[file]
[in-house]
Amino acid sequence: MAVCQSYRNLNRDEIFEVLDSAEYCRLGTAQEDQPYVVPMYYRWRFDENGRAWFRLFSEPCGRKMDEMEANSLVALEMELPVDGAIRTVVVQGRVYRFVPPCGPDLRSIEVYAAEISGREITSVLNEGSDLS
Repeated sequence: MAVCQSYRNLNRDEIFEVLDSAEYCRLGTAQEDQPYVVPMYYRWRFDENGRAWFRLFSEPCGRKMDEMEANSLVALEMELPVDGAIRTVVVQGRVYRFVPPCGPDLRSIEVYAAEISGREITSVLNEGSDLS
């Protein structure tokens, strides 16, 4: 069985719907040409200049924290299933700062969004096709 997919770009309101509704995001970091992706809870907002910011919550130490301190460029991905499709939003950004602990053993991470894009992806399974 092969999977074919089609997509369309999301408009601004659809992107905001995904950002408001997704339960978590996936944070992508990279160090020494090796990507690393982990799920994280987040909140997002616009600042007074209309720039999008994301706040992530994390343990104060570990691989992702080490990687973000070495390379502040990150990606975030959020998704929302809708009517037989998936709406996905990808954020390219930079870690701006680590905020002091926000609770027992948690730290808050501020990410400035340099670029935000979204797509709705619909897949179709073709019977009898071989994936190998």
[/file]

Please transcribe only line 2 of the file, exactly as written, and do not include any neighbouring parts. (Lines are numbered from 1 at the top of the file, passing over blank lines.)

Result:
Amino acid sequence: MAVCQSYRNLNRDEIFEVLDSAEYCRLGTAQEDQPYVVPMYYRWRFDENGRAWFRLFSEPCGRKMDEMEANSLVALEMELPVDGAIRTVVVQGRVYRFVPPCGPDLRSIEVYAAEISGREITSVLNEGSDLS